The Hebrew word translated “mercy seat” is Strong’s 3727 pronounced “kapporeth”. It is found 27 times in the OT. It is derived from the Hebrew, “kaphar”, which simply means “to cover”. Thus, “kipporeth” is “the cover” of the “ark” or “box of the covenant”. This “cover” is what we know as the “mercy seat”. Simply put it is the cover of the box. The first passage in the Old Testament “kapporeth” is found is Ex 25.
(1) And Yehovah spoke to Moshah saying, “Speak unto the children of Yisrael, that they bring me an offering. Of every man that giveth it willingly with his heart you shall take my offering…(8) And let them make me a “miqdash” (Strong’s H4720, separated or set apart place), that I may dwell among them. According to all that I show you, after the pattern of “mishkan” (H4908, my dwelling-place), and all the “keliy” (H3627, items), even so shall you make it. And they shall make a “arown” (ark, H827, box) of “shittah” wood (The shittah tree is called acacia tree. Also called the “thorn tree” http://en.wikipedia.org/wiki/Acacia. Its thorns were used for scourging. Examine Strong’s entry 7848 & 7850 to see this relevance. Why would God want this box specifically made out of the wood of a thorny tree? Could it be to prophesy of His eternal purpose in Yeshua ha Mashiach? Yes, of course!), two cubits and a half the length thereof, and cubit and half the width thereof, (the box is rectangular in shape) and a cubit and a half the height thereof. And thou shalt overlay it with pure gold, within and without shall thou overlay it, and thou shalt make the gold flow around it (flowed, not beaten)…(17) And thou shall make a “kapporeth” (covering) of pure gold. Two cubits and a half the length thereof, and a cubit and half the breadth thereof. And thou shalt make two “keruwbiym “ (the plural of keruwb) of gold, of beaten work shall thou make them, for the two ends of the “kapporeth”. And make one “keruwb” on the one end, and the other “keruwb” on the other end, on the “kapporeth” shall you make the “keruwbiym” on the two ends thereof. And the “keruwbiym” shall stretch forth their “kanaph” (“wings”, Strong’s 3671, can be translated skirt. When “kanaph” is translated “wings” there is usually another word that implies a creature with wings, such as Gen 1:21, “winged” fowls. There is no implication of a winged creature in this passage, thus, I would say that skirt or robe would be a better translation.) on high, covering the “kapporeth” with their “kanaph” (Kanaph is skirt or garment.) , and their faces look one to another (The cheruwbiym were not winged creatures, but they both lifted their skirt as high as to not obscure them from looking at each other. They await to receive Him who is to be raised from the dead. These things most certainly prophesy of the Mashiach. ) , toward the “kapporeth”(and not away) shall the faces of the “keruwbiym” be. And thou shalt put the “kapporeth” upon the “arown” (box) and in the “arown” (box) thou shalt put the “eduwth” (“Eduwth” interpreted means “testimony” or “witness”, Strong’s 5715) that I shall give thee. And there shall I meet with thee, and I will commune with thee from above the “kapporeth” upon the “box of the witness” from between the two “keruwbiym” of all things which I give thee (speaking to Moshah) in commandment to the children of Yisrael.” And so it is written about the “kapporeth” (called mercy seat) and the “arown” ( called ark, and is a box).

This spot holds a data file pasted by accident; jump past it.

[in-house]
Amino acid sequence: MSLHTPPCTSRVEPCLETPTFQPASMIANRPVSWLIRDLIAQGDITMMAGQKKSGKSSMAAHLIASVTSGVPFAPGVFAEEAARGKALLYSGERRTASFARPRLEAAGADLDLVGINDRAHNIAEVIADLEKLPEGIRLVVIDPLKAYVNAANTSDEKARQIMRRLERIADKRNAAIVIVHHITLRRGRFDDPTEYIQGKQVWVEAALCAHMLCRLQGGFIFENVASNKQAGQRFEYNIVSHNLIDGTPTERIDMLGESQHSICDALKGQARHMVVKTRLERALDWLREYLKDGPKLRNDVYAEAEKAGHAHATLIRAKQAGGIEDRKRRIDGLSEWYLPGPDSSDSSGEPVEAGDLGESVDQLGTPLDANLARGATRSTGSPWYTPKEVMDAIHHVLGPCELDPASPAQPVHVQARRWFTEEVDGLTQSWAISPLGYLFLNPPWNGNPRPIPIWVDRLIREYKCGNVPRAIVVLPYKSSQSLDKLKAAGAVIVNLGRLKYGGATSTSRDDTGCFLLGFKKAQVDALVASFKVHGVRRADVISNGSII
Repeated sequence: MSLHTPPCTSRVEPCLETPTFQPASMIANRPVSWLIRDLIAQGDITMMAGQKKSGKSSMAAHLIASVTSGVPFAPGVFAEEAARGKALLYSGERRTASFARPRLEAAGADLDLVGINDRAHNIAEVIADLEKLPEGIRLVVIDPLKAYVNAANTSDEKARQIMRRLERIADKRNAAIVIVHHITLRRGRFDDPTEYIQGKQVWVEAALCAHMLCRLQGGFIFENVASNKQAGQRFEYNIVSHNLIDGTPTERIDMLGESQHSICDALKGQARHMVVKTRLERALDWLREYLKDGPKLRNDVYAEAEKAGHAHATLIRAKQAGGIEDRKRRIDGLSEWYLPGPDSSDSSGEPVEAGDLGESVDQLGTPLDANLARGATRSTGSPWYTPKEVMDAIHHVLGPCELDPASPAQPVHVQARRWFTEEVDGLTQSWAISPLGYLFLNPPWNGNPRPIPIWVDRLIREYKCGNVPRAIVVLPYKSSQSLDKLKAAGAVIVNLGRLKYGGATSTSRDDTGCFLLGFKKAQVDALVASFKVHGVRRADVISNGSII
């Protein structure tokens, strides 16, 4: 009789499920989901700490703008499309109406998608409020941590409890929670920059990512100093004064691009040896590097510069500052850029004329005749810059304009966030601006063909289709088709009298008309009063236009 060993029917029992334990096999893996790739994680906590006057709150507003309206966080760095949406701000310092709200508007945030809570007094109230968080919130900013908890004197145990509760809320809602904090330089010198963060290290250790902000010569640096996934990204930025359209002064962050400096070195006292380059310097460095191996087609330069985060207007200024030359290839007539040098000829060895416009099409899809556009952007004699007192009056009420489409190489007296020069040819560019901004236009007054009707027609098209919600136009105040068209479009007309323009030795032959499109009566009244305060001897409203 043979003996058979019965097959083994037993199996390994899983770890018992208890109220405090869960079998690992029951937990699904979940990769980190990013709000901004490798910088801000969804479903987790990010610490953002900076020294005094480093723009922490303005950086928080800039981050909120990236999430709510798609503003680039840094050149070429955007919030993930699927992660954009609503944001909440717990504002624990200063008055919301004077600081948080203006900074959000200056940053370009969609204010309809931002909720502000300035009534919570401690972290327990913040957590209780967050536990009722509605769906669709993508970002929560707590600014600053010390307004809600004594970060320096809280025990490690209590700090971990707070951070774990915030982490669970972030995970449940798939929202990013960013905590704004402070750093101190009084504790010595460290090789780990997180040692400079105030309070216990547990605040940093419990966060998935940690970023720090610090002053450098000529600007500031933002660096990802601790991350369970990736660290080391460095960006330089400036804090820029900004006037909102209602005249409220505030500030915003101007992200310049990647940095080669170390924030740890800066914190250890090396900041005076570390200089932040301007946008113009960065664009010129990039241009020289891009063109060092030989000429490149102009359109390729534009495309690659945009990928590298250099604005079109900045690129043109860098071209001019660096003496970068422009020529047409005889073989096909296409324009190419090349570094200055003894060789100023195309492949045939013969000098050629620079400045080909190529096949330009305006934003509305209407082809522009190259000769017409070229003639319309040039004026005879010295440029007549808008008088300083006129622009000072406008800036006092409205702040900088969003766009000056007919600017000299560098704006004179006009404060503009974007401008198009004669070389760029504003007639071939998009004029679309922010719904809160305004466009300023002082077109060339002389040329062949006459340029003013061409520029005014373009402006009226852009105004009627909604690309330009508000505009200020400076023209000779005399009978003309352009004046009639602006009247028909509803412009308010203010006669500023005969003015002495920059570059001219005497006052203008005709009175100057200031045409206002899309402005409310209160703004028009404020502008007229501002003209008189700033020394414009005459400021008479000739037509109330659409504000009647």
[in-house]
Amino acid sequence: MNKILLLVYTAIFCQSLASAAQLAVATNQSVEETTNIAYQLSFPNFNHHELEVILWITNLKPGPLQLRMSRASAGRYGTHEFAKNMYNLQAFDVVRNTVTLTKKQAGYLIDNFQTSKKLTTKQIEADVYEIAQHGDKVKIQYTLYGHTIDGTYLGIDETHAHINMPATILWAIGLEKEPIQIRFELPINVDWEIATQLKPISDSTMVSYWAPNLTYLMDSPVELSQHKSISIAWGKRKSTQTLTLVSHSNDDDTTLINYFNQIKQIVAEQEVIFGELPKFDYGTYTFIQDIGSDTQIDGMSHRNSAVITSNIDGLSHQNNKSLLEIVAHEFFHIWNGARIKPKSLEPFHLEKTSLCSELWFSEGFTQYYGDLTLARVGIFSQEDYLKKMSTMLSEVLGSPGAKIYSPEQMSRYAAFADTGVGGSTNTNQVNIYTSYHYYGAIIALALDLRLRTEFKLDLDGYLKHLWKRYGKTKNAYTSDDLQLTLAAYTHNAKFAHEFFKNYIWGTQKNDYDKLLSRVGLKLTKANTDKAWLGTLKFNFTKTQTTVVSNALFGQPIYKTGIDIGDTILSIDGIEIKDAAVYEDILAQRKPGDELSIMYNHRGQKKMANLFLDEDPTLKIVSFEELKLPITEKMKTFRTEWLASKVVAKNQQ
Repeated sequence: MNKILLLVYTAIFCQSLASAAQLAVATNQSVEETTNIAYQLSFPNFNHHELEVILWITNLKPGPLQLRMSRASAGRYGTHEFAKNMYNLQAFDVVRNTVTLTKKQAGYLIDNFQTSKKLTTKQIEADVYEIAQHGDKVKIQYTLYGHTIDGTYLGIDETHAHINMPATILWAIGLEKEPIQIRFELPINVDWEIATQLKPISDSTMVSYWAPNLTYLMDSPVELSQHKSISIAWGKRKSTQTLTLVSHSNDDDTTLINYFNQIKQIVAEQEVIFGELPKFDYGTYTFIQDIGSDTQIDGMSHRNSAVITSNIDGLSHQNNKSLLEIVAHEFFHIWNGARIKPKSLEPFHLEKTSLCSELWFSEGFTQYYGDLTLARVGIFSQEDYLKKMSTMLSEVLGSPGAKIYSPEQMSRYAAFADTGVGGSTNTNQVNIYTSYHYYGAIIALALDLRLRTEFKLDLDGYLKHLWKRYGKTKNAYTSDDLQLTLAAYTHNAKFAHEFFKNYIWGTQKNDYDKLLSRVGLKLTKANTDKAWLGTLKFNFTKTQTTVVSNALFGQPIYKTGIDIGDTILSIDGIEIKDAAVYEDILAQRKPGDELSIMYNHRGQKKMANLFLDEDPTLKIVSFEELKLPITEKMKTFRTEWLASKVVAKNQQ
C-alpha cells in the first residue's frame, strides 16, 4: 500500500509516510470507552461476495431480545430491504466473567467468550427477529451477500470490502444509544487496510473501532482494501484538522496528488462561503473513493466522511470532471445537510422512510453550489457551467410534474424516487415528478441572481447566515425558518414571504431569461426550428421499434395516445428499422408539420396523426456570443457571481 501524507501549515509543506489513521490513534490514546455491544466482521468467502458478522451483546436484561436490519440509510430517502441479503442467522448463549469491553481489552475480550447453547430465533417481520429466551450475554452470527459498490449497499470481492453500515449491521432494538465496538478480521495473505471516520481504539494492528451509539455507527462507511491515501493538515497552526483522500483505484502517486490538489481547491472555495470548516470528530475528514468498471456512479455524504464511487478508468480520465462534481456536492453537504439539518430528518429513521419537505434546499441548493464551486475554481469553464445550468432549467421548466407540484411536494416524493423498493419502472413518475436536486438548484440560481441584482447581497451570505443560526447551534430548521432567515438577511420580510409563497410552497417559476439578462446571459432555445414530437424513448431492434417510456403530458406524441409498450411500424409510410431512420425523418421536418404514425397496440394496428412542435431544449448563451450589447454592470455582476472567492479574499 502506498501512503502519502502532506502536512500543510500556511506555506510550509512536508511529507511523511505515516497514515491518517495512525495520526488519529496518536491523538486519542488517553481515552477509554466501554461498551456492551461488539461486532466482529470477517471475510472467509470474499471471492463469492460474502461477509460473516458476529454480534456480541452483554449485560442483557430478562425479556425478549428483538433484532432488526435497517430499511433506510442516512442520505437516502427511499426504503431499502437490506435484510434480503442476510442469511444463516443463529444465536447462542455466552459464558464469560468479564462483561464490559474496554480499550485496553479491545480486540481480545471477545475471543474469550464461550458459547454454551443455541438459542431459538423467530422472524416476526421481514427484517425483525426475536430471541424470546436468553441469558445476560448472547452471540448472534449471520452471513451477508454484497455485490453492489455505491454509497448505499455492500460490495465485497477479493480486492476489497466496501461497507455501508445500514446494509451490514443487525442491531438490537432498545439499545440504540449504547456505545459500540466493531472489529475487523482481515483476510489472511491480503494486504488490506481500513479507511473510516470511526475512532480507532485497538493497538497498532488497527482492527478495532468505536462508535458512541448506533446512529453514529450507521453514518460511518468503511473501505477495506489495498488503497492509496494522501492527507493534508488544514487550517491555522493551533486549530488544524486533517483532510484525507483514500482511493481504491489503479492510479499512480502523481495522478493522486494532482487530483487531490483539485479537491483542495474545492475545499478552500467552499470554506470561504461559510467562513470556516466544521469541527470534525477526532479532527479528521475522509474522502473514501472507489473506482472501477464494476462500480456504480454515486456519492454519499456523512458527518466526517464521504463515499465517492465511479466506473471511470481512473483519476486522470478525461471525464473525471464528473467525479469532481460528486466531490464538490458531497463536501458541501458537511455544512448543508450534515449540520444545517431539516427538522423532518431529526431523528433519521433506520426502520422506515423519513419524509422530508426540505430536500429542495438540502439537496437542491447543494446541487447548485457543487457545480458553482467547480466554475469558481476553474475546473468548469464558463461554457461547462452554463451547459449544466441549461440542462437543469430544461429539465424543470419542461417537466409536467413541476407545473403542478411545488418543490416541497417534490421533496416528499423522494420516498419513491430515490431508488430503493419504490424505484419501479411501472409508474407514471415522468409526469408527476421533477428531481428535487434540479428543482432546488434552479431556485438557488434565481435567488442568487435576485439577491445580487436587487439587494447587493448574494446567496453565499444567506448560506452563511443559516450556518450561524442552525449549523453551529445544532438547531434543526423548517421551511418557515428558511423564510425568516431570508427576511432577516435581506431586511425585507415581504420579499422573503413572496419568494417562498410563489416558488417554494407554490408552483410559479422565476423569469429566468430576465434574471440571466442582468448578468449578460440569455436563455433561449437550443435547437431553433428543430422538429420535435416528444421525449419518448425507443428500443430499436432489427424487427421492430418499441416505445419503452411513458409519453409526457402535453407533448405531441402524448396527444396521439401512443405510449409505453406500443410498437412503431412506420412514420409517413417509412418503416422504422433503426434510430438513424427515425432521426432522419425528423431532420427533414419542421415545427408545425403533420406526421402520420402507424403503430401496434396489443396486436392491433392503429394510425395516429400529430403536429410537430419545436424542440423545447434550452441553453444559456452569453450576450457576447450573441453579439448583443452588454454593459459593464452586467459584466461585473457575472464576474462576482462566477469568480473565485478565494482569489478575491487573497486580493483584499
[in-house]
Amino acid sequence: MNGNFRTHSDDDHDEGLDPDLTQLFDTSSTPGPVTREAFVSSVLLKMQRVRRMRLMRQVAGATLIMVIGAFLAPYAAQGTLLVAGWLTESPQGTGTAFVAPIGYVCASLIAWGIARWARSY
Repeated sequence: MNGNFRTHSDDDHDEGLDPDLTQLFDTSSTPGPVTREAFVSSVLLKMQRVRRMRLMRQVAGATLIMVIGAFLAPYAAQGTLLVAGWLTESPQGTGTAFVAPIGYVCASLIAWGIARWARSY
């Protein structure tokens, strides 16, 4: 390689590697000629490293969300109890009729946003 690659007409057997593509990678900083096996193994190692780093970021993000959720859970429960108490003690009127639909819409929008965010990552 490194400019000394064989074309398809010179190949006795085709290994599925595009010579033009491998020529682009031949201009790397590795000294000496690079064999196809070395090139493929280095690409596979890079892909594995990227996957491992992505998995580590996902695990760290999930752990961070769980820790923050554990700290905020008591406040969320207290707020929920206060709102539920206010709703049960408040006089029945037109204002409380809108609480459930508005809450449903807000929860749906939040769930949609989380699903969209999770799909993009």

The first use of the Hebrew word “arown” in the OT is Gen 50:26, “So Yowceph died being an hundred and ten years old. And they emblamed him, and he was put into a “arown” (translated coffin, the box for the dead) in “Mitsrayim” (Egypt).”
The word “mercyseat” is found one time in the NT in Hebrew 9:5. The Greek word that translates “kapporeth” in the LXX and NT is “hilasterion” (Strongs G2435). It is used two times in the NT, Hebrew 9:5 and Rom 3:25, translated “propitiation”. “Hilasterion” is derived from the Strong’s G2433 which in turn is derived from G2436. In these words the sense of “mercy” can be seen and where eventually the word mercy seat was used to translate “kapporeth”. But the orginal Hebrew language has no such meaning of “kapporeth”.
FYI. The shittah tree called acacia remains relevant in our day and hour – http://www.todayshomeowner.com/choosing-durable-wood-for-a-garden-bench-and-outdoor-furniture/